Though Cho has been using gouache and ink throughout his career as an illustrator, Cho acknowledges that his style has definitely matured with time. He points out that back when he first started, he focused heavily on line art and used gouache primarily as tone, whereas nowadays the line art emphasis is gone and it’s more of a painterly process.
When asked about his top artistic influences, Cho is hesitant to narrow them down. Reluctantly, he manages to whittle the wide range of artists who have inspired his work down to just three: Noel Sickles, Roy Crane, and Jaime Hernandez.
“Noel Sickles is definitely number one. He’s the guy who invented the comic book style. Way before Kirby, way before Will Eisner or anybody else, the comic book artists all learned their crafts from looking at the comic strip artists – and the comic strip artists learned their craft from Noel Sickles. He pioneered this high contrast, chiaroscuro style of putting down black brilliantly on a page to make his drawings pop. For me, Sickles was really important because when I was trying to figure out how to do lighting and how to spot black properly, he was the guy I learned the majority of my stuff from.”
Samples of Cho’s work can be found in abundance on his sketchbook blog, which he has been updating regularly for three and a half years. Cho credits his online sketchbook (also known as a sketchblog) as being hugely helpful in bringing in exposure for his work.
“I originally set up a website for myself as an illustrator in like 1995, and I coded it myself,” says Cho, “But back then if you wanted to update it, it would take forever – you’d have to write the code, and you had to wait for the images to upload, and all this junk. So I left that website static for like six years, with a message saying one day I would update it – because I just didn’t want to do it, man. Then one day I was checking out the blog of buddy J. Bone, who’s also a very talented artist, and I wanted to leave a comment on one of his posts. Blogger at the time wouldn’t let you make a post on someone else’s blog unless you had one of your own, so I created one and it took five minutes – it was the perfect solution to the problem I’d had where I wanted to update regularly, without it taking forever to do.”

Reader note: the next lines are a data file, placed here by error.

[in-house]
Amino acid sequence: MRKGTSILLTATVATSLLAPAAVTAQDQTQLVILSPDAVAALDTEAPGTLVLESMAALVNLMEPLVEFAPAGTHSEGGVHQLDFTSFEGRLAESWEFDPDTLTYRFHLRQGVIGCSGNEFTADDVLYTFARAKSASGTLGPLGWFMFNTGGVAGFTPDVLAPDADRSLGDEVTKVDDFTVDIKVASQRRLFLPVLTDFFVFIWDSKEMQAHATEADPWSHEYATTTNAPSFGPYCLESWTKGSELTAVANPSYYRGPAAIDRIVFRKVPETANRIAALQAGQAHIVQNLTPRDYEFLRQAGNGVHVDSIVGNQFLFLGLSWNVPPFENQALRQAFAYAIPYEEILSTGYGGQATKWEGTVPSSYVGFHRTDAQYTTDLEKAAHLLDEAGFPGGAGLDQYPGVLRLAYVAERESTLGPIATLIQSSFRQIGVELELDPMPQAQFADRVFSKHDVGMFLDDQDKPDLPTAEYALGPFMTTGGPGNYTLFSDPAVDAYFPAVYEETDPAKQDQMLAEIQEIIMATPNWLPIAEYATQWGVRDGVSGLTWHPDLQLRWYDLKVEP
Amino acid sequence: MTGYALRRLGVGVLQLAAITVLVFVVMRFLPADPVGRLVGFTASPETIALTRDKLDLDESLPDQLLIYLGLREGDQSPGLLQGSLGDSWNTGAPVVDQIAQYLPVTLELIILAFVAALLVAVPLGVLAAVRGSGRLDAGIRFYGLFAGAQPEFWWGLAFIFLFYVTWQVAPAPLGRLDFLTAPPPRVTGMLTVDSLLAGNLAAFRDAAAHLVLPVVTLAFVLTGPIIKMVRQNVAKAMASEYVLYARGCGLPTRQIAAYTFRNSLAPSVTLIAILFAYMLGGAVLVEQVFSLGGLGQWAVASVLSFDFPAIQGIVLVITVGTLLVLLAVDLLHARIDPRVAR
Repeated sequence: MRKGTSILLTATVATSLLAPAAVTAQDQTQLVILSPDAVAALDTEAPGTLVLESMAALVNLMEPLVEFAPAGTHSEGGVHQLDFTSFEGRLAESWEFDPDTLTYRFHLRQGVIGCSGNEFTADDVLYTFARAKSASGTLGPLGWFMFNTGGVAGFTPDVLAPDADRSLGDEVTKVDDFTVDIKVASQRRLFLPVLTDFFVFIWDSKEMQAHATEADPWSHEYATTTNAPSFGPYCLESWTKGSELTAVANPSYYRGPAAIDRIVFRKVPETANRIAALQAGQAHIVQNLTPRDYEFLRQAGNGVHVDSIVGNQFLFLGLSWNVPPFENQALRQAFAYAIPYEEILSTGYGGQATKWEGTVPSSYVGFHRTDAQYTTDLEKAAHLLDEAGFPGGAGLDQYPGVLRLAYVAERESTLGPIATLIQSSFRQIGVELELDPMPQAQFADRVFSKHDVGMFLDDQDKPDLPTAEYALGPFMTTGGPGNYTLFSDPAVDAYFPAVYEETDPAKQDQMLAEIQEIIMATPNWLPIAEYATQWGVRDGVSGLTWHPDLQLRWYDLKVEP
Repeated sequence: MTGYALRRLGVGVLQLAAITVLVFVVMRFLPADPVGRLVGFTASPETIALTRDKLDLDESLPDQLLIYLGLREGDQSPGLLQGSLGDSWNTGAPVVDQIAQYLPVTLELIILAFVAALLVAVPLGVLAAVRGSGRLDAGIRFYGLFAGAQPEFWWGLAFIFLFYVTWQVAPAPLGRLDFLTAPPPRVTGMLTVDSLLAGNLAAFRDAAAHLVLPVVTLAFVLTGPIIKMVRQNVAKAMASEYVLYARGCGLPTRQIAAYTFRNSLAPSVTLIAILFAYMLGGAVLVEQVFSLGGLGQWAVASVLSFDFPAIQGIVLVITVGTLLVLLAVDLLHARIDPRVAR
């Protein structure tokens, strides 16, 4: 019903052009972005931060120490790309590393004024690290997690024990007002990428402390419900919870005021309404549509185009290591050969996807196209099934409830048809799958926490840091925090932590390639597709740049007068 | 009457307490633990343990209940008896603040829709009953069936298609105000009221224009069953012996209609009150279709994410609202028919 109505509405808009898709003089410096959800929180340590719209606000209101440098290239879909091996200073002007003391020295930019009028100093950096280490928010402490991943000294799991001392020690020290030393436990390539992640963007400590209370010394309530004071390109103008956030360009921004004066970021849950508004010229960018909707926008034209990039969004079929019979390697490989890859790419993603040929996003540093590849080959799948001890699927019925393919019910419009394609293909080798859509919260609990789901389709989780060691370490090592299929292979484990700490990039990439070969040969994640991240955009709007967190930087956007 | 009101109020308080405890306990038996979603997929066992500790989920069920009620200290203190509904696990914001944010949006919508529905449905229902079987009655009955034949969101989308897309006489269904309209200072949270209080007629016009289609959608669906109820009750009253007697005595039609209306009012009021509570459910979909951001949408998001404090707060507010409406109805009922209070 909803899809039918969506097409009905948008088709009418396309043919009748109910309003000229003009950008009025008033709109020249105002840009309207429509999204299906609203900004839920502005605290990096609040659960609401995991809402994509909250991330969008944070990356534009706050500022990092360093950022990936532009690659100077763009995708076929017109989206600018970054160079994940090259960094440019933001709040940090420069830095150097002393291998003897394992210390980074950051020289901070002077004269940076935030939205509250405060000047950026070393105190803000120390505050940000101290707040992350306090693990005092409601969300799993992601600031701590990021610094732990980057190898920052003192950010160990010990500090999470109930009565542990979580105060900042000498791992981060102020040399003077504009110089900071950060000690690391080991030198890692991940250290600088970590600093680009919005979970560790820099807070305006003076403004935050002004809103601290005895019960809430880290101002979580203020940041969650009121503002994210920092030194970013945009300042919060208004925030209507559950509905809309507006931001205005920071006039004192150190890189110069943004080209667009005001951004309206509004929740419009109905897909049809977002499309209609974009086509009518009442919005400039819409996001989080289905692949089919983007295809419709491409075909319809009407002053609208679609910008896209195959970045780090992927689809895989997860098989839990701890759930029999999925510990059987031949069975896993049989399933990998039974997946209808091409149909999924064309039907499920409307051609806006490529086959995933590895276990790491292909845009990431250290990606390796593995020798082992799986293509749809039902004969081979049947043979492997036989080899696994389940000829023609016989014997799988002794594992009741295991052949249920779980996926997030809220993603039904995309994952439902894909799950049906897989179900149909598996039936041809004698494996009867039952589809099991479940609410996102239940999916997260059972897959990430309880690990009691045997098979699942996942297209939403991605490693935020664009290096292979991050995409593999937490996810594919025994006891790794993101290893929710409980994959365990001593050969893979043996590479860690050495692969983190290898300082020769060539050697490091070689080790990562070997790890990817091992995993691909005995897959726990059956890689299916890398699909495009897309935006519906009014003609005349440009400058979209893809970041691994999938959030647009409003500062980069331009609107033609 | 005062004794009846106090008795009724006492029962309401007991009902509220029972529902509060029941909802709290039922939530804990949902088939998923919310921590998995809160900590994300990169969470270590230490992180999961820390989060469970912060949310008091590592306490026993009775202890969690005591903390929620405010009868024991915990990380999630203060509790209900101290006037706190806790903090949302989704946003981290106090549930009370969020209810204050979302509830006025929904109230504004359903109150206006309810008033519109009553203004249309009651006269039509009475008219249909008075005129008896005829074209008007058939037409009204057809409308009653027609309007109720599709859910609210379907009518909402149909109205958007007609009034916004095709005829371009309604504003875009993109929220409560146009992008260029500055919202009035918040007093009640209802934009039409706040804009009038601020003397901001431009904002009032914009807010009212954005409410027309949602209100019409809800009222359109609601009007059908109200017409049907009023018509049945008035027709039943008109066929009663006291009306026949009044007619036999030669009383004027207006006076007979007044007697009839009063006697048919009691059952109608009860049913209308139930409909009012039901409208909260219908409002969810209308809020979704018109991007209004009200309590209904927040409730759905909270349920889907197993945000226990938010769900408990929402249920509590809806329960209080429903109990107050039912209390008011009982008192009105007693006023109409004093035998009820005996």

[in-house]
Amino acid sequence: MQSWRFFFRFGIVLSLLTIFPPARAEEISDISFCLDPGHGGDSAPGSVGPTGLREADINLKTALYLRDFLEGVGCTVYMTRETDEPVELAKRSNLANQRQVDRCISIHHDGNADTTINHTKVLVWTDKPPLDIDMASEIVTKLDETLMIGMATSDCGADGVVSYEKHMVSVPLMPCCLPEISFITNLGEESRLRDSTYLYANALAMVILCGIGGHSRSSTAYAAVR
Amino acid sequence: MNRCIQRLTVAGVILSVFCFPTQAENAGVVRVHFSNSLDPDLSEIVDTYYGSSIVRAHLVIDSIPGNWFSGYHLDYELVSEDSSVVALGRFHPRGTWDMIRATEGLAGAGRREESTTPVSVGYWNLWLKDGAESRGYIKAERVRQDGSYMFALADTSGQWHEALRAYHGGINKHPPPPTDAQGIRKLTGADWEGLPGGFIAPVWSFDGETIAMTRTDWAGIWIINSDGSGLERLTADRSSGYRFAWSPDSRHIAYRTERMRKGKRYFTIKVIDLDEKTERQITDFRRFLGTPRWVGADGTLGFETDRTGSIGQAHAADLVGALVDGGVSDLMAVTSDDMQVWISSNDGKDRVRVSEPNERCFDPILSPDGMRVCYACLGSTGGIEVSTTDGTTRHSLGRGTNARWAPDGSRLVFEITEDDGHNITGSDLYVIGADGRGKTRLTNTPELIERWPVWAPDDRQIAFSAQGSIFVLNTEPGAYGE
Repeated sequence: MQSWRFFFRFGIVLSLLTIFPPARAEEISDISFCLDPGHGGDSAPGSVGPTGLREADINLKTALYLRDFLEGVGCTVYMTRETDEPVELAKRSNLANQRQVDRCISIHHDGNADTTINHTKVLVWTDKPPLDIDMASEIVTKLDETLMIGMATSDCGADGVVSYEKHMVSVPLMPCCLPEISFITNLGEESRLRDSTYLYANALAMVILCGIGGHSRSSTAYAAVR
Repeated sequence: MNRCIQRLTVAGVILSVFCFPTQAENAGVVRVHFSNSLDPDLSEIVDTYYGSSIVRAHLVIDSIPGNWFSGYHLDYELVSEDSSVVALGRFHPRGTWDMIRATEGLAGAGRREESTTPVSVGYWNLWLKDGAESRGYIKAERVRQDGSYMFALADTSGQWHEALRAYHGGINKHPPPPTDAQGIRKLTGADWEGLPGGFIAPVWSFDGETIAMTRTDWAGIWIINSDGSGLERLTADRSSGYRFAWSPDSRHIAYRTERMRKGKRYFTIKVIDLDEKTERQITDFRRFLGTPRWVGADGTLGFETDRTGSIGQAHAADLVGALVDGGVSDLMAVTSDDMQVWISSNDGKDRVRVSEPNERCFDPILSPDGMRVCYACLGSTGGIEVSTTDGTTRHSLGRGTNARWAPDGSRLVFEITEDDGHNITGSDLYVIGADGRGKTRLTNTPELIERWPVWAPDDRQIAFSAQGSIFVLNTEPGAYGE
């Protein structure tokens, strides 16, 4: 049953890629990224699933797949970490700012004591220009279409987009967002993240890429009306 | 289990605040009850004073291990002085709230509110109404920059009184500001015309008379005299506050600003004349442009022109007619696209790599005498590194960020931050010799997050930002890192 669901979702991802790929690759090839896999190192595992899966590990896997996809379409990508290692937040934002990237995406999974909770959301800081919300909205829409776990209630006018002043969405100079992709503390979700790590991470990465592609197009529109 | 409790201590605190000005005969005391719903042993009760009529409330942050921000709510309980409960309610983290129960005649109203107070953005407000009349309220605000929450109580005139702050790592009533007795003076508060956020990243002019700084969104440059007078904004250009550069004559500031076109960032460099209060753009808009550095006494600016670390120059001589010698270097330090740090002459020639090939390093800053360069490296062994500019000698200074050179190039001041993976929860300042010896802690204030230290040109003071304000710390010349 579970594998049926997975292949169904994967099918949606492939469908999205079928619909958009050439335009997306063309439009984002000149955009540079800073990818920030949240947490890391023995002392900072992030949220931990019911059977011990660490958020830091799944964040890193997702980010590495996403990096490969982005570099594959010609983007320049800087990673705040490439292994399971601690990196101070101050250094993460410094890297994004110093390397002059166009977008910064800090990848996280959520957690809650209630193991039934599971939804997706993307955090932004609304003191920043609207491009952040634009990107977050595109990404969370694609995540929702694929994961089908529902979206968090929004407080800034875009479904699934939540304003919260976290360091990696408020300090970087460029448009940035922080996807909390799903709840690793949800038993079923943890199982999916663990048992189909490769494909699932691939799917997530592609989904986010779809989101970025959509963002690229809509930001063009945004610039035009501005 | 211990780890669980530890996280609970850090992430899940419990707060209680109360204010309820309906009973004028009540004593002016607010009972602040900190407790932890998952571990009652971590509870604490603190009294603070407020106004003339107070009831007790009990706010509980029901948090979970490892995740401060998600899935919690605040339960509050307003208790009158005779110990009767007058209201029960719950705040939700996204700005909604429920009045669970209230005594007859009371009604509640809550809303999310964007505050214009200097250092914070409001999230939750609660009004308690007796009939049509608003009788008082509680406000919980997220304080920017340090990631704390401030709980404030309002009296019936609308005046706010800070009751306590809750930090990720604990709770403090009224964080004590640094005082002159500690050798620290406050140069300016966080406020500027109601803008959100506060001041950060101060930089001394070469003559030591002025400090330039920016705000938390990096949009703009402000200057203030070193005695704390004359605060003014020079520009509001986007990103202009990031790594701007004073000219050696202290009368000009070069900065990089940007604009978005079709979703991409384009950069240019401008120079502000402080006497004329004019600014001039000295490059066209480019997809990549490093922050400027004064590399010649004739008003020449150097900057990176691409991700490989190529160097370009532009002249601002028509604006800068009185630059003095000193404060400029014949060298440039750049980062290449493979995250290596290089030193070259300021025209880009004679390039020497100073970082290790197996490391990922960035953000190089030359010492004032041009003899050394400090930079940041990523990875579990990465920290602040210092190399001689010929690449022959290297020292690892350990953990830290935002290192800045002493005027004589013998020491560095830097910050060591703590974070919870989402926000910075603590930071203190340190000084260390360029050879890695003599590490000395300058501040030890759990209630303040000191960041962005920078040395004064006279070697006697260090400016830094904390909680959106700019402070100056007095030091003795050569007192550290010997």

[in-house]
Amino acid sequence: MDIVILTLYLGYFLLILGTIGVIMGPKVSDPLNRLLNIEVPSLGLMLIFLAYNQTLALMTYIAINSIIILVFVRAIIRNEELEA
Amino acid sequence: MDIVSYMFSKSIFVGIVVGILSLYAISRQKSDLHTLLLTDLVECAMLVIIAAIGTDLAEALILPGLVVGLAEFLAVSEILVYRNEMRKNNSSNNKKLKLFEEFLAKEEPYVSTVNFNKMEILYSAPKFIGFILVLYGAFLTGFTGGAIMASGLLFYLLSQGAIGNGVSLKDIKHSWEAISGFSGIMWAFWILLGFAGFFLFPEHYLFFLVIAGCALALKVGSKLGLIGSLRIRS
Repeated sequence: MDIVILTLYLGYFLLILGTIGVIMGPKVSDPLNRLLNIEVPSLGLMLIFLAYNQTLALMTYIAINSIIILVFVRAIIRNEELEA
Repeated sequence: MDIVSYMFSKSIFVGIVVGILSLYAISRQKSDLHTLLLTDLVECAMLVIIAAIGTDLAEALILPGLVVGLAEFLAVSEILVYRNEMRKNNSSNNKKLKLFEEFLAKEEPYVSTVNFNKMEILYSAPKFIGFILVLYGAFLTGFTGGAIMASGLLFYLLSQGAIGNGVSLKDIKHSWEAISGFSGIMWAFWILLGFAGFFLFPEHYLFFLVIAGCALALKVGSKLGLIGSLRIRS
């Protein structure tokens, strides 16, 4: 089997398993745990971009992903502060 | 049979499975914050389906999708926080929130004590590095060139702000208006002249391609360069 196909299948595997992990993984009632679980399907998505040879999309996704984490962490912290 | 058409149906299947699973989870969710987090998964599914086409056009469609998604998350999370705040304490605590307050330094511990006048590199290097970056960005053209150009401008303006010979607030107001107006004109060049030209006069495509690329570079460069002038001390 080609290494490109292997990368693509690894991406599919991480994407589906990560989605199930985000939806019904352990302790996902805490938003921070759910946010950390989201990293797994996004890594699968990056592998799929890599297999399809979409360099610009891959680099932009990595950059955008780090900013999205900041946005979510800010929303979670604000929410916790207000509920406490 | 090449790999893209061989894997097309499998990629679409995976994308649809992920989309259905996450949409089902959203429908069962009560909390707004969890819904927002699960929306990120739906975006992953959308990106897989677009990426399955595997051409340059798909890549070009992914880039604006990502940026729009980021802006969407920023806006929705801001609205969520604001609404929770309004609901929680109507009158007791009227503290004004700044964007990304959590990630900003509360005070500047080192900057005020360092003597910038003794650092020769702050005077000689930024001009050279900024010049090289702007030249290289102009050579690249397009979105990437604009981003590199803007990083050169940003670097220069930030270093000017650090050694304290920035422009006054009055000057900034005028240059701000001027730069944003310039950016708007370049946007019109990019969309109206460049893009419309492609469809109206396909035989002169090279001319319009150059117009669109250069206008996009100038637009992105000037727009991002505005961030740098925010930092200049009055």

In addition to maintaining a regular sketchblog, Cho also utilizes Twitter to stay connected with fans and peers in the comic book and illustration industry. He acknowledges that social media is something that many contemporary comic artists have jumped on as a useful tool in building a name for themselves in the industry.
“We’re, like, total internet hoes,” he jokes, “I think social media has become a big thing especially for Canadian artists, because we’re so spread out. It’s a little different with Toronto, which I bet if you mapped out would have more comic creators per capita than almost any other city out there.”
You could say that Michael Cho has more than a passing familiarity with the Canadian comic community, between his sketchblog, webcomic, and membership in the widely successful webcomic collective Transmission X. Transmission X is in itself a unique example of Canadians finding new ways to come together in an era when digital media is fast becoming the standard for modern artists to promote their work within.